Speech by Minister of Justice and Correctional Services, Michael Masutha, MP (Adv) National Assembly, on the Debate on Draft Resolution of Apartheid Legislation, Parliament Tuesday 22 November 2016
Ministers and Deputy Ministers
Ladies and Gentlemen
The matter before us this afternoon is bound to invoke much emotion in most of us, understandably so, given the recent past of apartheid oppression we endured as a nation prior to liberation and the ushering in of constitutional democracy in our country two decades ago. Indeed a preamble that still exists on our statute books, of the kind that is at issue in this debate and that reads: “This Act was enacted to consolidate the laws relating to riotous assemblies and the prohibition of the engendering of feelings of hostility between European and non-European inhabitants of the Republic” only serves to remind us of the history of the struggle to which many of our heroes and heroines past and present even in this house, as we speak selflessly contributed towards. Our constitution in its preamble has the following to say
“We, the people of South Africa,
Recognise the injustices of our past;
Honour those who suffered for justice and freedom in our land;
Respect those who have worked to build and develop our country; and
Believe that South Africa belongs to all who live in it, united in our diversity
We therefore, through our freely elected representatives, adopt this Constitution as the supreme law of the Republic so as to Heal the divisions of the past and establish a society based on democratic values, social justice and fundamental human rights;”
This having been said however, it is the same constitution that further states in Schedule 6 section 1 (1) that all law that was in force when the new Constitution took effect, continues in force unless amended or repealed and if it is consistent with the new Constitution. This rule equally applies to the Act which is the subject of this debate.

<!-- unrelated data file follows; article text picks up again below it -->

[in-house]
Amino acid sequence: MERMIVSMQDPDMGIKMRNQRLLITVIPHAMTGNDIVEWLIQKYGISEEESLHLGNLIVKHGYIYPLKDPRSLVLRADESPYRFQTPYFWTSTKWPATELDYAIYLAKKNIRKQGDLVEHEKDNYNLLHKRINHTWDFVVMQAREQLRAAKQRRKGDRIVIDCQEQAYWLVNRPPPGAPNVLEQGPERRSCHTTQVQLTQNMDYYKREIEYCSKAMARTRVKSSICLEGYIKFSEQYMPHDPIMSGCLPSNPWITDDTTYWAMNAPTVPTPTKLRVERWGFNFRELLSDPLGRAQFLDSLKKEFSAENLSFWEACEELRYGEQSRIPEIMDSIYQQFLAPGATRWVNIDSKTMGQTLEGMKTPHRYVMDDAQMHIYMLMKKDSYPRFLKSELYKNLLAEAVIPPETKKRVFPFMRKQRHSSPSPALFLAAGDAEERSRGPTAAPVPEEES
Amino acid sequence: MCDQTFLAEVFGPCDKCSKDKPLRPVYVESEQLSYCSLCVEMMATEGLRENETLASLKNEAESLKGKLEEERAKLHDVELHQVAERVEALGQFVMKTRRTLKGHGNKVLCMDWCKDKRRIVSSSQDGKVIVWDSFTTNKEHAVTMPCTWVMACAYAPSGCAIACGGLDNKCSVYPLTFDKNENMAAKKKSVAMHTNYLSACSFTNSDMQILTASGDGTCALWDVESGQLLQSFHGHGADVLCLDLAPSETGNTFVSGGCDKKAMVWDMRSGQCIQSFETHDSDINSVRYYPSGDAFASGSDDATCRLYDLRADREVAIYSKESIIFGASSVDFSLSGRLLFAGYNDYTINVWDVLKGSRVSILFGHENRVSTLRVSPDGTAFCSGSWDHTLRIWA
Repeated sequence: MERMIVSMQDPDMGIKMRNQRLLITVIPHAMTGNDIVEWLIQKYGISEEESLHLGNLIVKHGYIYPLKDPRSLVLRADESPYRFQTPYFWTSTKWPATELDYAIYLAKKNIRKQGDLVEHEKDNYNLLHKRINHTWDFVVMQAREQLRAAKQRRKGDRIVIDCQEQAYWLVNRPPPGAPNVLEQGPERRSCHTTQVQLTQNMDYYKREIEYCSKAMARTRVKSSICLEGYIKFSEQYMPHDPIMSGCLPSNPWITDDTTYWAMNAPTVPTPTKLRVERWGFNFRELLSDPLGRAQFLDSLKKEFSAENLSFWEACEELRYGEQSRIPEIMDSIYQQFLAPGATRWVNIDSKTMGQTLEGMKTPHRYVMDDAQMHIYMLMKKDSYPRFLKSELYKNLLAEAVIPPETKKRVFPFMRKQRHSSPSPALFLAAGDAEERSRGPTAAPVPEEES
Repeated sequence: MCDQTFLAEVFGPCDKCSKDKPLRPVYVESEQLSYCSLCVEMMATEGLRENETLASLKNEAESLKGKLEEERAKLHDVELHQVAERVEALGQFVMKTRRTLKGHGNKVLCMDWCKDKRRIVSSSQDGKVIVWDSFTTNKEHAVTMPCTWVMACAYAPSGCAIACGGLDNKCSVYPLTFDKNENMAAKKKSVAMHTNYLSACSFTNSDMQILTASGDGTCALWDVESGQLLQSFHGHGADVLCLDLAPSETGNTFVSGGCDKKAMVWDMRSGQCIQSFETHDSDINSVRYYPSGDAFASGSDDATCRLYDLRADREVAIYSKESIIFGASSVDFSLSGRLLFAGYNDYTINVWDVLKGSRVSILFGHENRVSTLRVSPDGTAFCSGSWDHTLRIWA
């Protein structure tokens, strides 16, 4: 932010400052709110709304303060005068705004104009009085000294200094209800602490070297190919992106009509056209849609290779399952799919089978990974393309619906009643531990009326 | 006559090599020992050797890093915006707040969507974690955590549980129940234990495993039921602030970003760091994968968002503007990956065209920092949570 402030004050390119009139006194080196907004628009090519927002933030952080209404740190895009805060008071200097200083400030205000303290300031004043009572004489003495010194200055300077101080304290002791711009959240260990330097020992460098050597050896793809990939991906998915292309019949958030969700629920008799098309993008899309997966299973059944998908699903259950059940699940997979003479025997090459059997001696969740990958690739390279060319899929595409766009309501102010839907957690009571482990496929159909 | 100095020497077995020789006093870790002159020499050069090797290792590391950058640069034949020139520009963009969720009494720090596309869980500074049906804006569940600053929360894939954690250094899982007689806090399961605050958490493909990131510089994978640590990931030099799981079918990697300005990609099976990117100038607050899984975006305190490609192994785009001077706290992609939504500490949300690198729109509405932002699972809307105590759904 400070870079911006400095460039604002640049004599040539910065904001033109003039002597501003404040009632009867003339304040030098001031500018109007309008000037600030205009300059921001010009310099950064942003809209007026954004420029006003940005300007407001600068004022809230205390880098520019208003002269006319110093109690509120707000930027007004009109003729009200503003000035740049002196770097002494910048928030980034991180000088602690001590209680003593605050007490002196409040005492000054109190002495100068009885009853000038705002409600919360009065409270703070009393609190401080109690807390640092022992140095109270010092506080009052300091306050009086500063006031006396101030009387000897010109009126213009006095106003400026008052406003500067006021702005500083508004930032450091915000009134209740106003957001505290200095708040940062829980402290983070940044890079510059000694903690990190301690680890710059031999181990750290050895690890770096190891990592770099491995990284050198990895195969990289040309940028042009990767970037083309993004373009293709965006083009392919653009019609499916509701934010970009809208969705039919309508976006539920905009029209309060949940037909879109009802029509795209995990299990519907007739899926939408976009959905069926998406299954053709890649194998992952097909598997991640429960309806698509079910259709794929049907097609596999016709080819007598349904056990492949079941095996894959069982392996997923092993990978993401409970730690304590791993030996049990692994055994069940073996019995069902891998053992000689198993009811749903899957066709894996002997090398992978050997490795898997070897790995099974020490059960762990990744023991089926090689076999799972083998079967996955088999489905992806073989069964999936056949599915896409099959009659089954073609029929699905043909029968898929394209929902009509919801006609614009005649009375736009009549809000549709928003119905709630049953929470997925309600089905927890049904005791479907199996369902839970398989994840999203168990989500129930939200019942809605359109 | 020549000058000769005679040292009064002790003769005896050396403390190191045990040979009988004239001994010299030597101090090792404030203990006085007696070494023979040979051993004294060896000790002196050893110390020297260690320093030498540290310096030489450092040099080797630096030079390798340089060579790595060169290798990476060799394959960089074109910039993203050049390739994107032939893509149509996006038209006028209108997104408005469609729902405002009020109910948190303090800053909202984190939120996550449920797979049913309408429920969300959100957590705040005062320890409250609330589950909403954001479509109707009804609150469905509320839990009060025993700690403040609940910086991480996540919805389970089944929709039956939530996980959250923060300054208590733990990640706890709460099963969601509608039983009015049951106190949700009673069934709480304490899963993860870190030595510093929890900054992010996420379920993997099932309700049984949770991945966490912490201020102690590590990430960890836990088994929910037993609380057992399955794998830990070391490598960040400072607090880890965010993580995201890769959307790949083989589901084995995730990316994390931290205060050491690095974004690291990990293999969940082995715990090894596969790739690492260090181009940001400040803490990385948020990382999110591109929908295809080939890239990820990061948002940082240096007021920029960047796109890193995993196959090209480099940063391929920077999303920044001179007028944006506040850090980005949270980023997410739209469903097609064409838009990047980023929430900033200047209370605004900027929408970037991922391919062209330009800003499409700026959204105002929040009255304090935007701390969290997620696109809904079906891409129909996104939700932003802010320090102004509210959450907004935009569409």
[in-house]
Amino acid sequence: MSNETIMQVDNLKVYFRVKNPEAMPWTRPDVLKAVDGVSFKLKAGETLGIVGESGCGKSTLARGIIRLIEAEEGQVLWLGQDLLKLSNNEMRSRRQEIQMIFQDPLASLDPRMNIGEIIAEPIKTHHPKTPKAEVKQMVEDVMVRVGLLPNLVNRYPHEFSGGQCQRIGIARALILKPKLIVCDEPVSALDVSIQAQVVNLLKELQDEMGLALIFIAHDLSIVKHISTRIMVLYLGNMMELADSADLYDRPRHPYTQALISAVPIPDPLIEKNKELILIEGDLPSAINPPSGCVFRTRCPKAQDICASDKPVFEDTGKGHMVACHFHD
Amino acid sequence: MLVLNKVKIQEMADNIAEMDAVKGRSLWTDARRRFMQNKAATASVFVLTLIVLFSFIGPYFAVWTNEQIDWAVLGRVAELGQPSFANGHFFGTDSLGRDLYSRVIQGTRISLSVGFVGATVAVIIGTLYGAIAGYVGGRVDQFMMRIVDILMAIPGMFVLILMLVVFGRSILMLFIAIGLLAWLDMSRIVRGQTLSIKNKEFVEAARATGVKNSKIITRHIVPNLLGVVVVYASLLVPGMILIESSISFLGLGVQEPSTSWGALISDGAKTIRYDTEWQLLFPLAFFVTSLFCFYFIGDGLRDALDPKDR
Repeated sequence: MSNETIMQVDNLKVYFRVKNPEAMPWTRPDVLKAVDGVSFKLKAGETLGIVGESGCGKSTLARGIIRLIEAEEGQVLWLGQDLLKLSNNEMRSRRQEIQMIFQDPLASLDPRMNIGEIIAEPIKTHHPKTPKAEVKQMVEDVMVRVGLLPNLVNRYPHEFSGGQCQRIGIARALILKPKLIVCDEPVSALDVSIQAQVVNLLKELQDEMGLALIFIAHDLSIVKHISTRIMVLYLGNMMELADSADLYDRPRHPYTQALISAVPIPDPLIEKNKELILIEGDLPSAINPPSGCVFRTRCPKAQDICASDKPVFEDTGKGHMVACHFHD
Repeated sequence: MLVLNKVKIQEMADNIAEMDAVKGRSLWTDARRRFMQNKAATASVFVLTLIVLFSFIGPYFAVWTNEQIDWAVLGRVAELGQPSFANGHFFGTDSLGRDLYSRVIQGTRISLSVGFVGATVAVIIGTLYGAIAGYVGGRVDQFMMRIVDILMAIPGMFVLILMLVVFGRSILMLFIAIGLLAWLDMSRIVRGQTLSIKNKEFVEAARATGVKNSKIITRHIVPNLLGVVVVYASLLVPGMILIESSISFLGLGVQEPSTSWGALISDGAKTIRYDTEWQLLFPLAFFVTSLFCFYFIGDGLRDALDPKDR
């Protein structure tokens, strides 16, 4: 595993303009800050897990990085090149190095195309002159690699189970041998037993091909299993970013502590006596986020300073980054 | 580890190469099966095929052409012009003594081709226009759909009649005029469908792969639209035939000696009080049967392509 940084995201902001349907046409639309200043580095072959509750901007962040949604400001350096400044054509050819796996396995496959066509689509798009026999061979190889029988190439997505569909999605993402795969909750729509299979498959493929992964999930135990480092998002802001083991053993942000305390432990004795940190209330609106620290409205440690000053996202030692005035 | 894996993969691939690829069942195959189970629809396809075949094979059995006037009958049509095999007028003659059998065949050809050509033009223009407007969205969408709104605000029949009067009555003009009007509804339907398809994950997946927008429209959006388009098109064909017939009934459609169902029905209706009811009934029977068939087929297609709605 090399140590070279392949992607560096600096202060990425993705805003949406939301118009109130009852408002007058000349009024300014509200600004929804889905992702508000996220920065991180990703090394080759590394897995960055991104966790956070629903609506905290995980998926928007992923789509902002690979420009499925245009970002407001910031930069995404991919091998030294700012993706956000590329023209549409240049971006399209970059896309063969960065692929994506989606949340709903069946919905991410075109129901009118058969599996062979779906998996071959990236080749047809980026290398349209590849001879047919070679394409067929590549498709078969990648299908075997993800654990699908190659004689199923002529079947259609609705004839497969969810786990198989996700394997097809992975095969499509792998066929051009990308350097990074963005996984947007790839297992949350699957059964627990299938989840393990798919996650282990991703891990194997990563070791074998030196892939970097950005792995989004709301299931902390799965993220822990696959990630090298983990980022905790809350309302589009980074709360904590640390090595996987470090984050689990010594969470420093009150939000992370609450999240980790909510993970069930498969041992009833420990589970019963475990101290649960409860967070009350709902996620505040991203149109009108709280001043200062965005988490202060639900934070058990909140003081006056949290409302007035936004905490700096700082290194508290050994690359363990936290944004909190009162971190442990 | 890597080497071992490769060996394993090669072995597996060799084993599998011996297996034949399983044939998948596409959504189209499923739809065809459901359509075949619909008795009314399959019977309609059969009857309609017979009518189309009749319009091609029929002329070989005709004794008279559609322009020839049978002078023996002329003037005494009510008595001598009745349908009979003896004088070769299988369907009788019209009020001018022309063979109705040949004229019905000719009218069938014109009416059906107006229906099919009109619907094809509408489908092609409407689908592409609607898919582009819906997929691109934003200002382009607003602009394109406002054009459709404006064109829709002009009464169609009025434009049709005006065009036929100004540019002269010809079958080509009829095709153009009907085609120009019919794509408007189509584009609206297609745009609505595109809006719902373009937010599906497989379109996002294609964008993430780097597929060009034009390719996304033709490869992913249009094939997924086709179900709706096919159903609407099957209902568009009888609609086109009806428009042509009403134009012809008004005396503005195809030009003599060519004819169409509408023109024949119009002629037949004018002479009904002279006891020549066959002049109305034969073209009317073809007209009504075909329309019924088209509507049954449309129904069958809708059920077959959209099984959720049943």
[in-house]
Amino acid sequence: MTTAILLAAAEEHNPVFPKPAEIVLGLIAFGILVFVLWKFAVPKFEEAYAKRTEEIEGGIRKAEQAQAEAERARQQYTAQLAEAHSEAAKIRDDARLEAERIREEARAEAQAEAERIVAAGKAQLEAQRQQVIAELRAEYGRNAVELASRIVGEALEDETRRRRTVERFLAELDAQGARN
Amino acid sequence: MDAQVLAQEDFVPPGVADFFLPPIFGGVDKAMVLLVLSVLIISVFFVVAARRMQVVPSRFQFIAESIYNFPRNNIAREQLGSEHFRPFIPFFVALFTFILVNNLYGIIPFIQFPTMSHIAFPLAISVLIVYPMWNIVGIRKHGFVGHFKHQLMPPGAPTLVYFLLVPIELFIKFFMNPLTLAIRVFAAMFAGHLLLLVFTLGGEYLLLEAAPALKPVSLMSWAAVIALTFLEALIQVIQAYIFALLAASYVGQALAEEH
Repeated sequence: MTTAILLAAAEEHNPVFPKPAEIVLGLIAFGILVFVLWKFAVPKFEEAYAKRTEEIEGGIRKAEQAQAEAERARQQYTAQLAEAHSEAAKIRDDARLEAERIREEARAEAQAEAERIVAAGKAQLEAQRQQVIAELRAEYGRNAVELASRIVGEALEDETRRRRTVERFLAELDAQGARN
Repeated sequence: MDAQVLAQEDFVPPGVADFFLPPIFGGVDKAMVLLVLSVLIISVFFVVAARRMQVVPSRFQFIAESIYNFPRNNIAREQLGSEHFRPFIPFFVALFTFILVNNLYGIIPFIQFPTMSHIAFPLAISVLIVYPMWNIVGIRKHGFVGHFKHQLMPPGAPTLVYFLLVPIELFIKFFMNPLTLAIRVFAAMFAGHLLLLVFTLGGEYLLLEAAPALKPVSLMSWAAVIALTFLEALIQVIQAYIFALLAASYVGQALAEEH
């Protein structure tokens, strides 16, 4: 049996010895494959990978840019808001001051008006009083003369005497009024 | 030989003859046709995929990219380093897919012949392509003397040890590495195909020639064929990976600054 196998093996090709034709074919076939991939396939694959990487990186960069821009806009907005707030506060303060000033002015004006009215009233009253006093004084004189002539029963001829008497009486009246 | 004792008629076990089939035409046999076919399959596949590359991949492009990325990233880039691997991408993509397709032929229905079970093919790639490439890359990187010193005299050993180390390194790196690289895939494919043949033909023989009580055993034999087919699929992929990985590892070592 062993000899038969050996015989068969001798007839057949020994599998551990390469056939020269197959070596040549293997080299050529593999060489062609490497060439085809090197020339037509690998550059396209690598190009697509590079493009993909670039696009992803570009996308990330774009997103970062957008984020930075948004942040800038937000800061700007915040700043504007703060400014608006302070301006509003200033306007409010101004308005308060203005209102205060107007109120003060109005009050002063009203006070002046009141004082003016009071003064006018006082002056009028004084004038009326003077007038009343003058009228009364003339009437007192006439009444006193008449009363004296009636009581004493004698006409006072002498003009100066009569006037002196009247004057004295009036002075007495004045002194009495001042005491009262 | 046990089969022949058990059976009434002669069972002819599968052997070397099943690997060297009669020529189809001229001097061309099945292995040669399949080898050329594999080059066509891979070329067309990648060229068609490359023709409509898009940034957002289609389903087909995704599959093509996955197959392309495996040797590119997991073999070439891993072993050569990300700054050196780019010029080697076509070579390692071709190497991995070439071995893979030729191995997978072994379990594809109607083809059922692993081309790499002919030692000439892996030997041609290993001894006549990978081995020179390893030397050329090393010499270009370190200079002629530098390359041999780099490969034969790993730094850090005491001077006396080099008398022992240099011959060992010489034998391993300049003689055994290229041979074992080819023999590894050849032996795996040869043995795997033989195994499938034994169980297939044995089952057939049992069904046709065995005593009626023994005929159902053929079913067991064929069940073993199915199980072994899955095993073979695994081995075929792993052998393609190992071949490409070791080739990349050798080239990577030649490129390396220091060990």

As the ANC government we undertook as clearly stipulated in the National Development Plan to ensure that our people are and feel safe. This is a commitment that is being realised throughout the country as various government departments roll out a number of programmes to ensure a better life for all. As the Justice Crime Prevention and Security Cluster, we have a responsibility to enforce and implement laws that are meant to protect our citizens. Imagine a country where peace and stability is compromised by public violence instigated by many through what they say and encourage in various fora and law enforcement is left powerless because the only effective tool available to the State to meaningfully counter such undesirable action is an old law passed under Apartheid. This, even if it has since been amended by democratic parliament, at least in so far as its provisions that are relevant in this instance despite it commencing with a preamble that is no longer appropriate under a constitutional democracy. This is more so in light of the fact that the EFF bases its constitutional challenge on the preamble of the law in question without necessarily confronting the specific sections that are used to charge many whose actions cause irreparable harm due to their committing crimes that have serious bearing on peace and stability in our country.